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Neuropsychopharmacology. 2011 Jan;36(1):274-93. doi: 10.1038/npp.2010.88. Epub 2010 Jul 14.

Glutamate receptors in extinction and extinction-based therapies for psychiatric illness.

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1
Behavioral Genetics Laboratory, McLean Hospital, Department of Psychiatry, Harvard Medical School, Belmont, MA 02478, USA. kmyers@mclean.harvard.edu

Erratum in

  • Neuropsychopharmacology. 2011 Mar;36(4):910.

Abstract

Some psychiatric illnesses involve a learned component. For example, in posttraumatic stress disorder, memories triggered by trauma-associated cues trigger fear and anxiety, and in addiction, drug-associated cues elicit drug craving and withdrawal. Clinical interventions to reduce the impact of conditioned cues in eliciting these maladaptive conditioned responses are likely to be beneficial. Extinction is a method of lessening conditioned responses and involves repeated exposures to a cue in the absence of the event it once predicted. We believe that an improved understanding of the behavioral and neurobiological mechanisms of extinction will allow extinction-like procedures in the clinic to become more effective. Research on the role of glutamate-the major excitatory neurotransmitter in the mammalian brain-in extinction has led to the development of pharmacotherapeutics to enhance the efficacy of extinction-based protocols in clinical populations. In this review, we describe what has been learned about glutamate actions at its three major receptor types (N-methyl-D-aspartate (NMDA) receptors, α-amino-3-hydroxy-5-methyl-4-isoxazolepropionic acid (AMPA) receptors, and metabotropic glutamate receptors) in the extinction of conditioned fear, drug craving, and withdrawal. We then discuss how these findings have been applied in clinical research.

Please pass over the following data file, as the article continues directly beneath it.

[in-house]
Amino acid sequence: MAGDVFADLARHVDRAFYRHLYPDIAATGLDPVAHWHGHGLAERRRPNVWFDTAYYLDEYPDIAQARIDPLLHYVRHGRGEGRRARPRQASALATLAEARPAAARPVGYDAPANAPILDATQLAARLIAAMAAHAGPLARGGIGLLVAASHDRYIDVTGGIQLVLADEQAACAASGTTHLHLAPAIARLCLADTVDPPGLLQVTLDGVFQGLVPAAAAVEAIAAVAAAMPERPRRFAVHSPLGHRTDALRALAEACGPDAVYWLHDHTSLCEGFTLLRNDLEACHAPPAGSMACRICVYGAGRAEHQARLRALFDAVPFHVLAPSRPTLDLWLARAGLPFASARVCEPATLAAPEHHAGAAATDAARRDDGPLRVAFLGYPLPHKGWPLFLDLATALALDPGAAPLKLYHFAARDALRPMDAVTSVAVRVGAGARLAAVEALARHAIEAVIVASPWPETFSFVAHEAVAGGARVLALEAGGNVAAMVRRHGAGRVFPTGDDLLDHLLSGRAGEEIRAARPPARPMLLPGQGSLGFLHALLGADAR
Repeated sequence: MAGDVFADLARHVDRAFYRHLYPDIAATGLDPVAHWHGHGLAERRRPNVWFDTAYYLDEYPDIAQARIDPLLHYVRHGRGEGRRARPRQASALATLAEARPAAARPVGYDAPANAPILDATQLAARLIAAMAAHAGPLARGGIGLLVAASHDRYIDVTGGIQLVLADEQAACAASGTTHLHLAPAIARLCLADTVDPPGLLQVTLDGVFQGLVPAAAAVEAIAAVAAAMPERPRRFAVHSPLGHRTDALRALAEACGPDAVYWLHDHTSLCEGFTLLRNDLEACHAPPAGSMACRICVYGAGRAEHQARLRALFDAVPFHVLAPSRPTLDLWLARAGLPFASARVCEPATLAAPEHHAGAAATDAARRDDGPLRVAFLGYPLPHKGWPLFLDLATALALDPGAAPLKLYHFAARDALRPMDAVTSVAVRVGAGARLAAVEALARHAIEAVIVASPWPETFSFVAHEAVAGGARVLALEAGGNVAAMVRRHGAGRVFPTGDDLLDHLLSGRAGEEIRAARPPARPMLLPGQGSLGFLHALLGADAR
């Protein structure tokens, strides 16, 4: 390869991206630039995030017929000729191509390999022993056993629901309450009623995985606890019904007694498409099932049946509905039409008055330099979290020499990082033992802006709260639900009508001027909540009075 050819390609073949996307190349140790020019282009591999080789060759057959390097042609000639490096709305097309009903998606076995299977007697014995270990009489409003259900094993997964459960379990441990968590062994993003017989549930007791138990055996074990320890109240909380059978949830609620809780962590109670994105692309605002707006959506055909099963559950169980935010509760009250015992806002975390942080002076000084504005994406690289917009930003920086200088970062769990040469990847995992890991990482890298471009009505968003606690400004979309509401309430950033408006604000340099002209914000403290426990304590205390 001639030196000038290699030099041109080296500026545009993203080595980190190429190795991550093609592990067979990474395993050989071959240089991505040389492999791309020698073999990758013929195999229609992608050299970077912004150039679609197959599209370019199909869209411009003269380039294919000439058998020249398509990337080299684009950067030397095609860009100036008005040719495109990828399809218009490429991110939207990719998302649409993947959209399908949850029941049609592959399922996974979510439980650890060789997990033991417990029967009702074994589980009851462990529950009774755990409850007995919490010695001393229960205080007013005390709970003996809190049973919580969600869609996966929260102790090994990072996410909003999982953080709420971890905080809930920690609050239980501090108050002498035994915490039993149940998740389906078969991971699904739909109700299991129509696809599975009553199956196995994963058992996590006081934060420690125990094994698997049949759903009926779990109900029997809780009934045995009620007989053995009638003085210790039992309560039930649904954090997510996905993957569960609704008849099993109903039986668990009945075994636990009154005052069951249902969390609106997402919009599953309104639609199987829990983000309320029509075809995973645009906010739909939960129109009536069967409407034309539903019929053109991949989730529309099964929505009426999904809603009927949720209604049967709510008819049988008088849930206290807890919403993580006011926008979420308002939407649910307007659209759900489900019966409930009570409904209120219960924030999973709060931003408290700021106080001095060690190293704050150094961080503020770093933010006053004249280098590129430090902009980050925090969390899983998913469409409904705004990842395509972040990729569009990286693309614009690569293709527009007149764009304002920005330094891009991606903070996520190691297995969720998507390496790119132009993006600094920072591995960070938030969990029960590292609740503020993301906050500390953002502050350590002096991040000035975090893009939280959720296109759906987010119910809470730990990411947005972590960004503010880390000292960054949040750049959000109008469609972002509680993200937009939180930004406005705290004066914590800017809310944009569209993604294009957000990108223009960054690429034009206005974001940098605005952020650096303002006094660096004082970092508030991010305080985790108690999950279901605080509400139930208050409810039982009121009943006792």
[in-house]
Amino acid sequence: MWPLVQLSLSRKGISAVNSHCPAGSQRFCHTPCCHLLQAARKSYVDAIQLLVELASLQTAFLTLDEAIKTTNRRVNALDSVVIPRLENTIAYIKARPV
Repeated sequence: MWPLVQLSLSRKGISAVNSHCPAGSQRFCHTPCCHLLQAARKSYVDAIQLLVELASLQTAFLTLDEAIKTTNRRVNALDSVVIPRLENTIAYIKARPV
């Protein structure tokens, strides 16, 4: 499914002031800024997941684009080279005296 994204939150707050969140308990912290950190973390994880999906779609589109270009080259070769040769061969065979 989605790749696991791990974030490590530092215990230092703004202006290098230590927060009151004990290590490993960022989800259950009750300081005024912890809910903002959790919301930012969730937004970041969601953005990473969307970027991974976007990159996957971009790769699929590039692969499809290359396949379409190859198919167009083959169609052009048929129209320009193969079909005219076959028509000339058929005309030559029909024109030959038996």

PMID:
20631689
PMCID:
PMC2994960
DOI:
10.1038/npp.2010.88
[Indexed for MEDLINE]
Free PMC Article
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